You’ll probably have built you CBS in this. It will do the aggregation for you. Otherwise, just enter your data and let it do the work. Note that some Enterprise Resource Programs like Oracle and SAP have project modules. So, these allow you to enter project budgets from your CBS.
  2. If you are relying on simpler tools…
    Then a spreadsheet is your best friend here. Build a spreadsheet, but note that getting WBS numbering into it is not as easy as you’d think it would be!

Your outcome will be a table, with WBS items on one axis and resource types on the other. Costs will sit at the intersections. Here is an example:

Example Extract from a Project Budget from a WBS

Whole-Project Costs

These are costs that cross the whole project and you may not have included in you CBS. Examples include:

  • Insurances
  • Licenses
  • Finance costs (such as loan interest, bank charges, foreign exchange, etc)

You’ll need to add these onto your budget now.

On of these is is the overhead of managing the project! Although, my strong preference is to include Project management as a work stream in your WBS. That way, you can do a bottom-up estimate of the individual costs.


Of course, you know that you will always need to add a contingency to your project budget. But, using the WBS method for creating your budget means you can make an explicit choice about how to both:

  • Add the contingency
  • Allocate elements of it to individuals across your team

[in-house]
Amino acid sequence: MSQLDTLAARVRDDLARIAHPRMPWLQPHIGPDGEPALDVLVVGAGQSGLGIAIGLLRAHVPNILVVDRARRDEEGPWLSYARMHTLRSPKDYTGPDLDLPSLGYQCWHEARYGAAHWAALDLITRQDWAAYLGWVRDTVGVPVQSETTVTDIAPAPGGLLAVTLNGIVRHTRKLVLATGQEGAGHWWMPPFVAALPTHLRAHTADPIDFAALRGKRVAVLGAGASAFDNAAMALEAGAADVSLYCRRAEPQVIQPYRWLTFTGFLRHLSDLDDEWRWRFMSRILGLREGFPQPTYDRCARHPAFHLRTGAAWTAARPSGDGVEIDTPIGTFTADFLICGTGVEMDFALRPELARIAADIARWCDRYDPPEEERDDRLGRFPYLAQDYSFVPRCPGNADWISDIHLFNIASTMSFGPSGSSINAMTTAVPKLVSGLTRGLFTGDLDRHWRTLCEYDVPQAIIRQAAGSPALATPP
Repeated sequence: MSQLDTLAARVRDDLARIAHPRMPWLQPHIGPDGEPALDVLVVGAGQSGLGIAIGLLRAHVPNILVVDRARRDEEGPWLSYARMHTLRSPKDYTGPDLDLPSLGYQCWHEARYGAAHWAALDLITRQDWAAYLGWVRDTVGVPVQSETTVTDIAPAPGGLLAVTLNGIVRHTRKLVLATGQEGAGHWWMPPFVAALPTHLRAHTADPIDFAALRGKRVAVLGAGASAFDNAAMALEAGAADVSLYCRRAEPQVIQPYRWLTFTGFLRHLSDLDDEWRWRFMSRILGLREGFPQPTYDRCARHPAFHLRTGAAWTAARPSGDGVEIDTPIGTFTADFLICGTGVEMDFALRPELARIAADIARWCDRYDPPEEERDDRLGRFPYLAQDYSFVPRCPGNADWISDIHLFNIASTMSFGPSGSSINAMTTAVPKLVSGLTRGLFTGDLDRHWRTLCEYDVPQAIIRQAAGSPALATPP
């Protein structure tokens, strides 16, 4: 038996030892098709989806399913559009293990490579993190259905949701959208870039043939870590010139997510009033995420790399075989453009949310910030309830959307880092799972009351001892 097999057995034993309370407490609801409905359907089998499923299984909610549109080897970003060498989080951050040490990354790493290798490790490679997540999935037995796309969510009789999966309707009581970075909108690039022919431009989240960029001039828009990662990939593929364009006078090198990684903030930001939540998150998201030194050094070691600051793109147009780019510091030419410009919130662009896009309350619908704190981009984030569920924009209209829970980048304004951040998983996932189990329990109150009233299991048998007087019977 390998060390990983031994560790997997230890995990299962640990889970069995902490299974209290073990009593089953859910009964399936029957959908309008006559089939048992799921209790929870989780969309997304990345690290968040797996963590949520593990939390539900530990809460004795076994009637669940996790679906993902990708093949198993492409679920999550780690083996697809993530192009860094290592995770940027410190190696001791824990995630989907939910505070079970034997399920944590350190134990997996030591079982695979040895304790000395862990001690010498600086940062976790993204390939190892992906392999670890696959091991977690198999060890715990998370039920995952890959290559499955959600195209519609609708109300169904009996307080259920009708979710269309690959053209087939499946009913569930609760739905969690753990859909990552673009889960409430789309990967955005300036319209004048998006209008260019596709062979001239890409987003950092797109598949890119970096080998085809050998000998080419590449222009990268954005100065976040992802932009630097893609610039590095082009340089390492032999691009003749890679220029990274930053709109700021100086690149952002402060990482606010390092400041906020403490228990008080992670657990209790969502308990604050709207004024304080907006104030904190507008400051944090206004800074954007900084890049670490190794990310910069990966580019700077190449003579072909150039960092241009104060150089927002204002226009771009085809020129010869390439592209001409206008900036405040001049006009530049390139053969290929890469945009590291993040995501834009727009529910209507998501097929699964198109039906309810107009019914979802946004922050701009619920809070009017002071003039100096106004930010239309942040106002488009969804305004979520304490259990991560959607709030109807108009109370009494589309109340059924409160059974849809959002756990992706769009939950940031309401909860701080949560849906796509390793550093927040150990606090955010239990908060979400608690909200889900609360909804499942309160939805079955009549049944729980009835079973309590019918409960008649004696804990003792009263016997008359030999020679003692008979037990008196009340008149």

Creating a Contingency

There are four approaches to creating a contingency:

1. At one extreme, you can add a big chunk to your project.
Usually as a percentage of the total budget figure. It’s simple, it’s crude, and it only really makes sense for simple projects.

2. Next in line is also the simplest approach that commonly makes sense.
Add contingency to each workstream. And base the amounts on the level of confidence or uncertainty you have in the estimates for that workstream. Some activities are inherently more risky:

  • More things can go wrong
  • You are less certain about base costs
  • There is more novelty in what you will need to do

So, while one workstream may have a 15 percent contingency, another may have 40 percent.

3. At the opposite extreme…
You could instead add contingency to each individual WBS element and aggregate the contingencies up, as you do with the costs. My fear hear (aside from the amount of work) is that you will fall into the precision trap. That is, you wil believe that your highly precise contingency estimate is therefore equally accurate.

4. A common sense balance…
is to add contingency at an intermediate level – that of individual work packages. For complex projects, this is likely what I would consider, if I thought the second option too blunt to get a robust assessment of the contingency I’d need.

Allocating responsibility for the Contingency

Here, you have three simple approaches available to you. You can give responsibility:

  1. at the same level as you allocate budget responsibility.
  2. to the person at one level above or at a higher level – maybe even to workstream leads.
  3. to no-one. Keep that responsibility for yourself.

Linear Responsibility Chart Approach to Your Project Budget

Let’s get started by reminding ourselves what a Linear Responsibility Chart (LRC) is…

LRC or RACI Chart?

Many people will call an LRC a RACI chart. While they do the same thing, strictly, they are different. Do I care about the naming? No. ‘A rose by any other name smells just as sweet.’

But, if you want to know the answer to What is a RACI Chart? we have a companion video: